Megatron - 8 months ago 52

R Question

In R, I can create a matrix with

`matrix()`

`function (data = NA, nrow = 1, ncol = 1, byrow = FALSE, dimnames = NULL)`

{ ... }

This suggests that the default value for number of rows (

`nrow`

`ncol`

So why does the following break? Why does specifying the same default values of

`1`

`> matrix(1:9)`

[,1]

[1,] 1

[2,] 2

[3,] 3

[4,] 4

[5,] 5

[6,] 6

[7,] 7

[8,] 8

[9,] 9

> matrix(1:9, ncol=1, nrow=1)

[,1]

[1,] 1

Answer Source

The user-facing `base::matrix`

calls an internal function:

```
matrix
# function (data = NA, nrow = 1, ncol = 1, byrow = FALSE, dimnames = NULL)
# {
# if (is.object(data) || !is.atomic(data))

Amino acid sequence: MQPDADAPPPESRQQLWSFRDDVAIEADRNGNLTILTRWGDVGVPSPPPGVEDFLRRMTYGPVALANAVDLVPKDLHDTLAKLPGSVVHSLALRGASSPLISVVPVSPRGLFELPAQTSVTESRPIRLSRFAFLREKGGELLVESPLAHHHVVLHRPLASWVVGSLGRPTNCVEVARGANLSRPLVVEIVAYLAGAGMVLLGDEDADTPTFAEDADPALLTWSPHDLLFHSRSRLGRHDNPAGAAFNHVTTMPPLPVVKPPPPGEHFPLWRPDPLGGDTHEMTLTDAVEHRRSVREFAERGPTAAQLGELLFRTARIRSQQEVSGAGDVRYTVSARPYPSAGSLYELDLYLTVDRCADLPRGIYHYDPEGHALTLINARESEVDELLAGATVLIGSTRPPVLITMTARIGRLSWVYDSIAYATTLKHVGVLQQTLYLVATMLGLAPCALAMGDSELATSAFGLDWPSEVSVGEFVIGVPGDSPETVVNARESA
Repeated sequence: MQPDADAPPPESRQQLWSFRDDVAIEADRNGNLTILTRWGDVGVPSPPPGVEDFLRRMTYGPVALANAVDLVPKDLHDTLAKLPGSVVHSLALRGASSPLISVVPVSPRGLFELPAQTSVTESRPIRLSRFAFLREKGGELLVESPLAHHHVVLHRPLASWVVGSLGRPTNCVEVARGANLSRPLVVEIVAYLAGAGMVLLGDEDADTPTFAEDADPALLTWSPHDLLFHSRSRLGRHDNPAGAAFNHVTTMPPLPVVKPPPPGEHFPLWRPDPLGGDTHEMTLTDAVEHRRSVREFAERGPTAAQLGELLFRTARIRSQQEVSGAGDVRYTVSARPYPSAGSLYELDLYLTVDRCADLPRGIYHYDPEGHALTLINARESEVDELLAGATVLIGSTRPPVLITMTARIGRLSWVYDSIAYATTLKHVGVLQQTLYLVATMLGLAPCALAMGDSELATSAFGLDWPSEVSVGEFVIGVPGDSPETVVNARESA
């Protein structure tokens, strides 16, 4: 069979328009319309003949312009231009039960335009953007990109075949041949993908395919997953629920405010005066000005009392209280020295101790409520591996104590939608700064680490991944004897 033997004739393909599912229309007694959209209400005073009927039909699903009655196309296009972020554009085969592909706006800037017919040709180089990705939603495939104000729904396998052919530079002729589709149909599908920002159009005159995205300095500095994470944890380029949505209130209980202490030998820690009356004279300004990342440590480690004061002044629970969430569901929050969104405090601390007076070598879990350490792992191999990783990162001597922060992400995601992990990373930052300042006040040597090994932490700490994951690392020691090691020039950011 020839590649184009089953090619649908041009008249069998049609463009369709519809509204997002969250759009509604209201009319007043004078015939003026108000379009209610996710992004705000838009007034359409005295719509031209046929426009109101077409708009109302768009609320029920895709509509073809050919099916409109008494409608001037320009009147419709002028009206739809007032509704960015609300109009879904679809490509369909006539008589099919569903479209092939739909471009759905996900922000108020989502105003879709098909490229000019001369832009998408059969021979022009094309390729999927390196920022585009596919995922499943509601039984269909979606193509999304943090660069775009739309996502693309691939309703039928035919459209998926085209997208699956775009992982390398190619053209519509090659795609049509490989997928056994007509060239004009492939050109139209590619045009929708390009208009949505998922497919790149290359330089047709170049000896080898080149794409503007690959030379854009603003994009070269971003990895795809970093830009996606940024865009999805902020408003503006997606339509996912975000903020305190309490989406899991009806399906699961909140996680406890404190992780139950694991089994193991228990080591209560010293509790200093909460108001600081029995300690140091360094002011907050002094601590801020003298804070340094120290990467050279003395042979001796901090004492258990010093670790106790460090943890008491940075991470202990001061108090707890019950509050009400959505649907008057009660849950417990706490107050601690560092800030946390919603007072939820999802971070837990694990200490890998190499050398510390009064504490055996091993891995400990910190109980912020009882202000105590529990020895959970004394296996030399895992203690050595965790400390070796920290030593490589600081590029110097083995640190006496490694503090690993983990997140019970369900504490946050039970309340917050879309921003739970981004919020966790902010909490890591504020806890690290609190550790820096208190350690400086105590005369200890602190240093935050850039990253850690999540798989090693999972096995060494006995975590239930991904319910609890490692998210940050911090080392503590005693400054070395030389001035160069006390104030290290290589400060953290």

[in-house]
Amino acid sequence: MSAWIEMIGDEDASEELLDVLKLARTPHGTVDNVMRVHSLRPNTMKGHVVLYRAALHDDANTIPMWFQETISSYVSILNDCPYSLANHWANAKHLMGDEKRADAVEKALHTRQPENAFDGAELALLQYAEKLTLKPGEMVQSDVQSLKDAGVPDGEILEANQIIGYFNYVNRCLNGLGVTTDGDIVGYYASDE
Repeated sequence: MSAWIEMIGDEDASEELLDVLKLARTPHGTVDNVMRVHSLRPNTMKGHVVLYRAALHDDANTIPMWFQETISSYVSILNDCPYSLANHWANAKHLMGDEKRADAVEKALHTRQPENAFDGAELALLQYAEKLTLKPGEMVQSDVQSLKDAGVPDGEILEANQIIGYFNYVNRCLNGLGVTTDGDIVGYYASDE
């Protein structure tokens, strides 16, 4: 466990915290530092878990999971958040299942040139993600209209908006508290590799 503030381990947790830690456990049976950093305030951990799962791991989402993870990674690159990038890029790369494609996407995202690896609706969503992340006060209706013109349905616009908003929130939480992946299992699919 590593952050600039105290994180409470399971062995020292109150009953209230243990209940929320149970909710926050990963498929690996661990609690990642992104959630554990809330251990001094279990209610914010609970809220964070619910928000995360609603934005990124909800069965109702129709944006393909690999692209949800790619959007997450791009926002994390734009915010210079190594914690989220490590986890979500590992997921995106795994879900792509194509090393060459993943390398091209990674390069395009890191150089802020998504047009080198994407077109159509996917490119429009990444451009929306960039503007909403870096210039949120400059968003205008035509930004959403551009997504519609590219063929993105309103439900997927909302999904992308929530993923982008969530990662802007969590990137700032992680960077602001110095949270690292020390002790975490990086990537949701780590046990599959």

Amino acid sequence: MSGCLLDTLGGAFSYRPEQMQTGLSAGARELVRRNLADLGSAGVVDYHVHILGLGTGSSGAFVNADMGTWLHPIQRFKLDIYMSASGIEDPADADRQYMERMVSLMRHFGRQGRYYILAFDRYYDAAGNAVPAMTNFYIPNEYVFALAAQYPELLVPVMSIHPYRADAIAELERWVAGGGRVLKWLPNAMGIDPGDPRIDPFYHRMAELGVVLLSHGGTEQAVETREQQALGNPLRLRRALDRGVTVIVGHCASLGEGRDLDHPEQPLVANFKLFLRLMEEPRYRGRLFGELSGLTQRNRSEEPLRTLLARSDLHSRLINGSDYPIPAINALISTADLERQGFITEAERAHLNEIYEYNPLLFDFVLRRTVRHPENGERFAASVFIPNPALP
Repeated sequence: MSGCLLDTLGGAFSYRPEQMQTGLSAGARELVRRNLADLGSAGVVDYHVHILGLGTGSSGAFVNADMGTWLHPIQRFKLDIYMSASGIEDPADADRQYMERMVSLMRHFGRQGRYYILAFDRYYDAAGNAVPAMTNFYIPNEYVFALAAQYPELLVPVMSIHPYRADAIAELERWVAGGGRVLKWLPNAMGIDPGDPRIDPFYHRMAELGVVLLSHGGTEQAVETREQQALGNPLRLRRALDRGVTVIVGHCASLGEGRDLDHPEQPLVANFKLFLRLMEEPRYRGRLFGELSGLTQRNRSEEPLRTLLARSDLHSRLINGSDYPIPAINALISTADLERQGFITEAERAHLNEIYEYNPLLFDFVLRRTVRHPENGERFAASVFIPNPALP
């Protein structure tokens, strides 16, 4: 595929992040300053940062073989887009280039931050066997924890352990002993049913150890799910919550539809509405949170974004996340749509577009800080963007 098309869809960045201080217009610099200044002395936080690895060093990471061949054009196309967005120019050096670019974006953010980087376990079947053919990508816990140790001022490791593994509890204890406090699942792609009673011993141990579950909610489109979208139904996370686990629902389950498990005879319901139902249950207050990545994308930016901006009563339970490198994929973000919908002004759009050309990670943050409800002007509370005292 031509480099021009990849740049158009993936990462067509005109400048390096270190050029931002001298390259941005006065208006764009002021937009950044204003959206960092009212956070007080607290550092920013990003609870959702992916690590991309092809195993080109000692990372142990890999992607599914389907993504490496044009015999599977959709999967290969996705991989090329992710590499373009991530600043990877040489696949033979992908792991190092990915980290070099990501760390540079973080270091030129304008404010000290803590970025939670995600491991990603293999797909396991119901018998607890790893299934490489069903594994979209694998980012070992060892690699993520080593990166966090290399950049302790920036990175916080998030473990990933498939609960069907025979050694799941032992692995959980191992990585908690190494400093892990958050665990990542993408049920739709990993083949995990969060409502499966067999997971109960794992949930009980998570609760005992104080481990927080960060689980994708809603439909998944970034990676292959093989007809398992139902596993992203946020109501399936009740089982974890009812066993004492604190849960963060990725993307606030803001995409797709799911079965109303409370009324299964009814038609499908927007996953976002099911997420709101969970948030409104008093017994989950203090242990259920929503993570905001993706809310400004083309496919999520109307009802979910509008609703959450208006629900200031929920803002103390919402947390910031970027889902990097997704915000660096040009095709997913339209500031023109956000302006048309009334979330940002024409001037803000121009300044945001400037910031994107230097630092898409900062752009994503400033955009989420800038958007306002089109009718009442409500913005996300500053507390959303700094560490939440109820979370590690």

# data <- as.vector(data)
# .Internal(matrix(data, nrow, ncol, byrow, dimnames, missing(nrow),
# missing(ncol)))
# }
# <bytecode: 0x000000000b802e88>
# <environment: namespace:base>
```

In particular, note that the last two arguments passed to the internal function are flags indicating if the row and / or column dimensions were specified: `missing(nrow), missing(ncol)`

. The fact that these parameters have default values does not preclude them from being "missing". For example,

```
f <- function(x = 1, y = 2) {
cat(sprintf(
"missing(x): %s\nmissing(y): %s\n",
missing(x),
missing(y)
))
}
f()
# missing(x): TRUE
# missing(y): TRUE
```

Since the "missing-ness" of these arguments is not affected by the fact that they have default values, that logic can be handled independently, as is done here.